Tribune News Service
Bathinda, October 5
In yet another shocker for the farming community in the state, the Central Government has increased the rates of DAP (diammonium phosphate) fertiliser by Rs 50 per sack (50 kg). With the new rates in place, one sack of 50 kg DAP fertilizer which was being sold for Rs 1,150 earlier, would be available for Rs 1,200 now.
Farmers rued that the move would burden the farmers in the state.
Farmers said they had been struggling to bear the already high cost of farming and the recent move by the government would further escalate the input cost for farming in the state. It is the marginal farmer with small landholdings who would be directly affected adversely with the decision.
Talking to The Tribune, Chamkaur Singh, secretary of a Bathinda based co-operative society, said: “Revised rates of DAP fertilisers will be applicable on stock coming after October 1.”
Another employee of Markfed said they had received the intimation regarding the increase in DAP rates.
Singhara Singh Mann, president, BKU Ekta Ugrahan, said: “It is not merely an increase in the fertiliser rates but well-devised strategy to push the already struggling farming community to the margins. It is the increased input cost of farming that has put an additional financial burden on farmers pushing them to commit suicides in the state.”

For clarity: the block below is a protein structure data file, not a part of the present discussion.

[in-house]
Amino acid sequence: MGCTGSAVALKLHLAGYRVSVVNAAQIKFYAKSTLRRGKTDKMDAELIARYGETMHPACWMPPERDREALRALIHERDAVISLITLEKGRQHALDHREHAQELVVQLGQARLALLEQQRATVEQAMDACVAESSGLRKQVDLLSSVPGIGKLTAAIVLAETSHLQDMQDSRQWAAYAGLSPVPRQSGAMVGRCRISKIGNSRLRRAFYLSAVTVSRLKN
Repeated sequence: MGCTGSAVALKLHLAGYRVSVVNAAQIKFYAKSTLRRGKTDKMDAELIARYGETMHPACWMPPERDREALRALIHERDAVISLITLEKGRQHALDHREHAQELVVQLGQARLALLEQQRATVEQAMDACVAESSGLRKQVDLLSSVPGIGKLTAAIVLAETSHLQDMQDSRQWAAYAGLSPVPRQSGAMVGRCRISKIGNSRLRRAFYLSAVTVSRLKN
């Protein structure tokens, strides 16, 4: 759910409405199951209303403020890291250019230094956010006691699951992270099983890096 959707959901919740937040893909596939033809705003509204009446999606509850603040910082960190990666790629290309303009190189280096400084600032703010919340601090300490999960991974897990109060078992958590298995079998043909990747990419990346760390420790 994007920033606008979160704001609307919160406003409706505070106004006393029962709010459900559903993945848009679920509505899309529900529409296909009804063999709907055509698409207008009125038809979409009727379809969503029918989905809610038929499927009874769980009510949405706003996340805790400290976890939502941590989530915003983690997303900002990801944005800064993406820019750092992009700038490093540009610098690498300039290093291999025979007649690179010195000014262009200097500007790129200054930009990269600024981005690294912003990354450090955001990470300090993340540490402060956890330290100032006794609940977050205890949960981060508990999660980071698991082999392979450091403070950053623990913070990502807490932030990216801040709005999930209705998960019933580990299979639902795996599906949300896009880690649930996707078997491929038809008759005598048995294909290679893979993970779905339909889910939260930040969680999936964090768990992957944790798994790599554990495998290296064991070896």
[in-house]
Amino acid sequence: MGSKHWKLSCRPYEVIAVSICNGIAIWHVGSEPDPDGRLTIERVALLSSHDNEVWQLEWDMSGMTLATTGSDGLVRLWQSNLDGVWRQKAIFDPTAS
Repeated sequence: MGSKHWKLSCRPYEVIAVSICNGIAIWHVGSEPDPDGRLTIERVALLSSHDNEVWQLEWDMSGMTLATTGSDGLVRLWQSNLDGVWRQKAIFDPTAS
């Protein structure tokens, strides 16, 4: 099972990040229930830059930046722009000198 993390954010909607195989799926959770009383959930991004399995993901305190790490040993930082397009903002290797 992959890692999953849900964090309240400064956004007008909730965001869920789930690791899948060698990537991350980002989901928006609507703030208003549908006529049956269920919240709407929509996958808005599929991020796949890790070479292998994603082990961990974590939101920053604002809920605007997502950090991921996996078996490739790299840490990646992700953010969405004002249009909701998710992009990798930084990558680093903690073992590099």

“Already, the government is paving way for corporates to control the farming sector by putting a leash on the helpless farming community by bringing in new laws and now it has been burdening them with such measures. On one hand, the government lured farmers by increasing the MSP of Rs 50 and Rs 53 on wheat and paddy per quintal basis, respectively, and on the other hand, it has burdened them by increasing DAP fertiliser rates by Rs 50 per sack.”
Agriculture Development Officer Chanpreet Singh said: “The rates of DAP fertiliser were increased by the IFFCO twice recently. But we do not play any role in price-fixing or regulation.”
Bhavneesh Monga, president, Pesticides and Fertilisers’ Association, said: “The Central Government provides a subsidy of Rs 517 for every sack of DAP fertiliser and if the government is genuinely concerned about protecting interests of the farming community, then they should have increased the subsidy and not the rates of the fertiliser to provide much-needed relief.”
Monga added: “Whenever there is a price increase, the government in its bid to save skin often cite change business dynamics in the international market.”
Chief Agriculture Officer Bahadar Singh said the IFFCO had increased rates of DAP fertilisers and the department had no role in it.
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